Arrange the four number cards on the grid, according to the rules,
to make a diagonal, vertical or horizontal line.
What do the numbers shaded in blue on this hundred square have in common? What do you notice about the pink numbers? How about the shaded numbers in the other squares?
Factor track is not a race but a game of skill. The idea is to go round the track in as few moves as possible, keeping to the rules.
Got It game for an adult and child. How can you play so that you know you will always win?
A mathematician goes into a supermarket and buys four items. Using
a calculator she multiplies the cost instead of adding them. How
can her answer be the same as the total at the till?
Suppose we allow ourselves to use three numbers less than 10 and
multiply them together. How many different products can you find?
How do you know you've got them all?
Can you see how these factor-multiple chains work? Find the chain which contains the smallest possible numbers. How about the largest possible numbers?
Does a graph of the triangular numbers cross a graph of the six
times table? If so, where? Will a graph of the square numbers cross
the times table too?
What is the lowest number which always leaves a remainder of 1 when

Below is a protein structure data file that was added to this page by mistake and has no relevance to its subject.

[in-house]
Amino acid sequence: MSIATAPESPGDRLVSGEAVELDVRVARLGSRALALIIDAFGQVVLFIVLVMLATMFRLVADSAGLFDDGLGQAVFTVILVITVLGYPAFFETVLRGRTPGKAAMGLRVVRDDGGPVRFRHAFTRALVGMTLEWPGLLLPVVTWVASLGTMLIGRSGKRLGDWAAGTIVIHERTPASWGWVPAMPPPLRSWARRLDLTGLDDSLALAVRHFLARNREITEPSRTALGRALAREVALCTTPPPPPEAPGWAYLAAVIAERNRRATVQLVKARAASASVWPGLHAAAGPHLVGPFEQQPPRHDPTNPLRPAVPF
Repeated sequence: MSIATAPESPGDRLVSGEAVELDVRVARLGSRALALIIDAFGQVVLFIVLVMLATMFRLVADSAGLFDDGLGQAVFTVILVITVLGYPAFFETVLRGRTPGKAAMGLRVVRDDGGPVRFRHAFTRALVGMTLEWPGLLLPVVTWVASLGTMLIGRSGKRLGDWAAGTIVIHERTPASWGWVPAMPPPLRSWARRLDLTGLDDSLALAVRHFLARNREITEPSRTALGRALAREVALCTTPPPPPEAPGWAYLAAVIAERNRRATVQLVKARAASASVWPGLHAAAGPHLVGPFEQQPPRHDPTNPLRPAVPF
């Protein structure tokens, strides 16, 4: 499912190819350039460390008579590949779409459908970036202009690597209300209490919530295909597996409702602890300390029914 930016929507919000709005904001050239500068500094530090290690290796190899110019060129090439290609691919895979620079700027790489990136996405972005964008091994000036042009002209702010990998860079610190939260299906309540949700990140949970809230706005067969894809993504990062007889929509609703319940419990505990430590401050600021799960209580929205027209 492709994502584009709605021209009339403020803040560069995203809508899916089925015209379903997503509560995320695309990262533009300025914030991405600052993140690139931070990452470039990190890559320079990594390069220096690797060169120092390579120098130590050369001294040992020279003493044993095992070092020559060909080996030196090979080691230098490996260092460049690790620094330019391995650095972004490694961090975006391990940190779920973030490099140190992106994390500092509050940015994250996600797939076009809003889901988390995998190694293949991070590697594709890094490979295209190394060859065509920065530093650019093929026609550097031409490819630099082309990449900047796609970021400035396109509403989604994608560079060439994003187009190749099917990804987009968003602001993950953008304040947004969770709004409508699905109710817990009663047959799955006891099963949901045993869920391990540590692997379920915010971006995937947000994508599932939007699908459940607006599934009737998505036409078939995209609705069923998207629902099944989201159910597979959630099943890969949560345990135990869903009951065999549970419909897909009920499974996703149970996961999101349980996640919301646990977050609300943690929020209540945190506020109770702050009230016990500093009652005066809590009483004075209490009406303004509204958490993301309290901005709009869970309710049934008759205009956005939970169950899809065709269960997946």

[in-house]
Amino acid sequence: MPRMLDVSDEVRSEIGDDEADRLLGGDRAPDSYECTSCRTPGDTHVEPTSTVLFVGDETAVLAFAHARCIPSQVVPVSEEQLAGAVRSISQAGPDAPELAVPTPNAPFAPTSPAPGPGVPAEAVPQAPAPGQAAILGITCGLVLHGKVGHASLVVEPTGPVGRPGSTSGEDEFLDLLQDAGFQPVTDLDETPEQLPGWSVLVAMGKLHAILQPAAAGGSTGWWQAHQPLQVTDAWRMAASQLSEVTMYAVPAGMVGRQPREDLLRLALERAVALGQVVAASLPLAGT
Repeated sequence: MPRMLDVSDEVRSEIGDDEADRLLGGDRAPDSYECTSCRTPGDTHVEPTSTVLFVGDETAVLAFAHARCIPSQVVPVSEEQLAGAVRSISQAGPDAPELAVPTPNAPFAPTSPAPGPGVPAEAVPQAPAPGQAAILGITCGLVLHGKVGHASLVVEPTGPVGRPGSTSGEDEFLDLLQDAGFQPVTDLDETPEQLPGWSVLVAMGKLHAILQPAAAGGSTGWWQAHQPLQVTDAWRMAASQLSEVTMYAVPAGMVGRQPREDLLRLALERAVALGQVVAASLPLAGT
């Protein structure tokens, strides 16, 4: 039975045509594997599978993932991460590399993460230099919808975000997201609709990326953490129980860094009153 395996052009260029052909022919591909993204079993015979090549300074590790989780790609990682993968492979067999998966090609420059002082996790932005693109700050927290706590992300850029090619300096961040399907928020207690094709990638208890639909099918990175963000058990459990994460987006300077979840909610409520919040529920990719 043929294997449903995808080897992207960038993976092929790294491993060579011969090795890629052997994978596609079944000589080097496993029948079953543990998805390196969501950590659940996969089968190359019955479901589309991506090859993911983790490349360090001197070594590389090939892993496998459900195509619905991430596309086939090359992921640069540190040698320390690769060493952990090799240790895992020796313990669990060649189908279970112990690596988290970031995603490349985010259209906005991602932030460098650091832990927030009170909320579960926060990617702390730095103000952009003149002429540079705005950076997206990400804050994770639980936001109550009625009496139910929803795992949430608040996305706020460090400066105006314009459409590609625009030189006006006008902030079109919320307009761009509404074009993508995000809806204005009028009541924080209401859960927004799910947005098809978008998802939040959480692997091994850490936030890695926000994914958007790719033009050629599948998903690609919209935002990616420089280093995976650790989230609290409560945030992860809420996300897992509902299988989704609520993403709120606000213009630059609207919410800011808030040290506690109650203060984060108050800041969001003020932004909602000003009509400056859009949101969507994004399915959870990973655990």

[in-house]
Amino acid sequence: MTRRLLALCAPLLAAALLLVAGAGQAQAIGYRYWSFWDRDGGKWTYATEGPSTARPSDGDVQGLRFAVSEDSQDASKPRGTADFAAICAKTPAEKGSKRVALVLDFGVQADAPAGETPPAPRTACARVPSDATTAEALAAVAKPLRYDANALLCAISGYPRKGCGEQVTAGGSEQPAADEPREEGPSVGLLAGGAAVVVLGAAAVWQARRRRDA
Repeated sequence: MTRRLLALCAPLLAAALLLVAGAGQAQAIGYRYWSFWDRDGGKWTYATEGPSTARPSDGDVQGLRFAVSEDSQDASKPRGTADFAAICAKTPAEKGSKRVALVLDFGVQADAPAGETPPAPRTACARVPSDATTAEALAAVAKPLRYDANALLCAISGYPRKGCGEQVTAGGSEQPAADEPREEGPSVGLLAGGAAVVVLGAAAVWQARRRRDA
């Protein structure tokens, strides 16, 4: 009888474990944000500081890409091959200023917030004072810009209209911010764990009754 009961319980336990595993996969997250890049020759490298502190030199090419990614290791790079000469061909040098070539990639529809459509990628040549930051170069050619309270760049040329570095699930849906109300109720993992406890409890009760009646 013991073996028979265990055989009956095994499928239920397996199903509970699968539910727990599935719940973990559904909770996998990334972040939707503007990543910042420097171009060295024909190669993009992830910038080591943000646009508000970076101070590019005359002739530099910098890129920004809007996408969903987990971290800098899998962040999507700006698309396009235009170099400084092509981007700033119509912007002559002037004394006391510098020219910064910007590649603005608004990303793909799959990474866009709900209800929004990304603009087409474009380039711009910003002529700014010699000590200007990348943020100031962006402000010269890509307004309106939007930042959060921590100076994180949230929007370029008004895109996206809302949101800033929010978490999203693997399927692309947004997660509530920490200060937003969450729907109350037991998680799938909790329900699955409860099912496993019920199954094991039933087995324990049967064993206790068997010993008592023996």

divided by each of the numbers from 2 to 10?
Four of these clues are needed to find the chosen number on this
grid and four are true but do nothing to help in finding the
number. Can you sort out the clues and find the number?
Choose any 3 digits and make a 6 digit number by repeating the 3
digits in the same order (e.g. 594594). Explain why whatever digits
you choose the number will always be divisible by 7, 11 and 13.
I am thinking of three sets of numbers less than 101. They are the
red set, the green set and the blue set. Can you find all the
numbers in the sets from these clues?
Becky created a number plumber which multiplies by 5 and subtracts
4. What do you notice about the numbers that it produces? Can you
explain your findings?
A game for two people, or play online. Given a target number, say 23, and a range of numbers to choose from, say 1-4, players take it in turns to add to the running total to hit their target.
I am thinking of three sets of numbers less than 101. Can you find
all the numbers in each set from these clues?
These red, yellow and blue spinners were each spun 45 times in
total. Can you work out which numbers are on each spinner?
Nearly all of us have made table patterns on hundred squares, that is 10 by 10 grids. This problem looks at the patterns on differently sized square grids.
A three digit number abc is always divisible by 7 when 2a+3b+c is divisible by 7. Why?
Which is quicker, counting up to 30 in ones or counting up to 300 in tens? Why?
What is the remainder when 2^2002 is divided by 7? What happens
with different powers of 2?
A game for 2 people using a pack of cards Turn over 2 cards and try
to make an odd number or a multiple of 3.
How can you use just one weighing to find out which box contains
the lighter ten coins out of the ten boxes?
How many integers between 1 and 1200 are NOT multiples of any of
the numbers 2, 3 or 5?
This article for teachers describes how number arrays can be a
useful reprentation for many number concepts.